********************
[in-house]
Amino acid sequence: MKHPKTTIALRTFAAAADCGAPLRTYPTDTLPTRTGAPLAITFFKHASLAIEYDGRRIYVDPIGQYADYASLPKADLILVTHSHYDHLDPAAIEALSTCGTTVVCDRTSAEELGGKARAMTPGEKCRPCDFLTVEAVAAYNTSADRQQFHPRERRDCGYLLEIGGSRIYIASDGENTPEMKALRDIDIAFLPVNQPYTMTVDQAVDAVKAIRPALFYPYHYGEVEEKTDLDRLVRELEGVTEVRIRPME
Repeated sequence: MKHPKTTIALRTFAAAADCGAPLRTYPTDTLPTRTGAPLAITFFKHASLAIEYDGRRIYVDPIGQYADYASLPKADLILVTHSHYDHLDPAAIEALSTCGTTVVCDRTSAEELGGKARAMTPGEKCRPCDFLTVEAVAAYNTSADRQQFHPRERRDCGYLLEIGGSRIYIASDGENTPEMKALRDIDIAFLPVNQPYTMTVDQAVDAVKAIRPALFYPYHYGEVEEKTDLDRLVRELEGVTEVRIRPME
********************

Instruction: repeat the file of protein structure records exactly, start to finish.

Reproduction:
[in-house]
Amino acid sequence: MKHPKTTIALRTFAAAADCGAPLRTYPTDTLPTRTGAPLAITFFKHASLAIEYDGRRIYVDPIGQYADYASLPKADLILVTHSHYDHLDPAAIEALSTCGTTVVCDRTSAEELGGKARAMTPGEKCRPCDFLTVEAVAAYNTSADRQQFHPRERRDCGYLLEIGGSRIYIASDGENTPEMKALRDIDIAFLPVNQPYTMTVDQAVDAVKAIRPALFYPYHYGEVEEKTDLDRLVRELEGVTEVRIRPME
Repeated sequence: MKHPKTTIALRTFAAAADCGAPLRTYPTDTLPTRTGAPLAITFFKHASLAIEYDGRRIYVDPIGQYADYASLPKADLILVTHSHYDHLDPAAIEALSTCGTTVVCDRTSAEELGGKARAMTPGEKCRPCDFLTVEAVAAYNTSADRQQFHPRERRDCGYLLEIGGSRIYIASDGENTPEMKALRDIDIAFLPVNQPYTMTVDQAVDAVKAIRPALFYPYHYGEVEEKTDLDRLVRELEGVTEVRIRPME